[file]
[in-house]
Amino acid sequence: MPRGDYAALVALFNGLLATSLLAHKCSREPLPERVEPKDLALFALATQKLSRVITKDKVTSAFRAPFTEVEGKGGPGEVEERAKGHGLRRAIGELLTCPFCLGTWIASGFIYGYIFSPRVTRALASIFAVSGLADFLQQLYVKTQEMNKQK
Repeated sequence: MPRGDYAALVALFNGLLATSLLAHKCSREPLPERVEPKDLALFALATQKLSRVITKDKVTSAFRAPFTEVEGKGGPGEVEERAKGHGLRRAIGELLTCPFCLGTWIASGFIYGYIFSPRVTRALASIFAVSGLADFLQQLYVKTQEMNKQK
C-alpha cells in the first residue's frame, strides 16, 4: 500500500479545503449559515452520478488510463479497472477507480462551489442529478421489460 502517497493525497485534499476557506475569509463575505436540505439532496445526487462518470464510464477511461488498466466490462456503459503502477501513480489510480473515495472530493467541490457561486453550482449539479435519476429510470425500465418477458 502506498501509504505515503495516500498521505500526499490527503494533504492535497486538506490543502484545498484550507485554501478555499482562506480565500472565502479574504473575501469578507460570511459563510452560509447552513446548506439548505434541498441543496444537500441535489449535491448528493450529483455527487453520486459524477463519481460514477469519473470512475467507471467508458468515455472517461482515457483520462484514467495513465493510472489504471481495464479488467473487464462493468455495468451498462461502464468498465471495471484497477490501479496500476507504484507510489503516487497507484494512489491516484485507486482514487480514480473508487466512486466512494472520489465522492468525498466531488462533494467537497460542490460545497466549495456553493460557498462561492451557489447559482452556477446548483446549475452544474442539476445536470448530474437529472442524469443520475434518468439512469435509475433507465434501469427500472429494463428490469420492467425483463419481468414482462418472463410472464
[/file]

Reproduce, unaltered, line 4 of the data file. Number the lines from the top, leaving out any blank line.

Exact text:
C-alpha cells in the first residue's frame, strides 16, 4: 500500500479545503449559515452520478488510463479497472477507480462551489442529478421489460 502517497493525497485534499476557506475569509463575505436540505439532496445526487462518470464510464477511461488498466466490462456503459503502477501513480489510480473515495472530493467541490457561486453550482449539479435519476429510470425500465418477458 502506498501509504505515503495516500498521505500526499490527503494533504492535497486538506490543502484545498484550507485554501478555499482562506480565500472565502479574504473575501469578507460570511459563510452560509447552513446548506439548505434541498441543496444537500441535489449535491448528493450529483455527487453520486459524477463519481460514477469519473470512475467507471467508458468515455472517461482515457483520462484514467495513465493510472489504471481495464479488467473487464462493468455495468451498462461502464468498465471495471484497477490501479496500476507504484507510489503516487497507484494512489491516484485507486482514487480514480473508487466512486466512494472520489465522492468525498466531488462533494467537497460542490460545497466549495456553493460557498462561492451557489447559482452556477446548483446549475452544474442539476445536470448530474437529472442524469443520475434518468439512469435509475433507465434501469427500472429494463428490469420492467425483463419481468414482462418472463410472464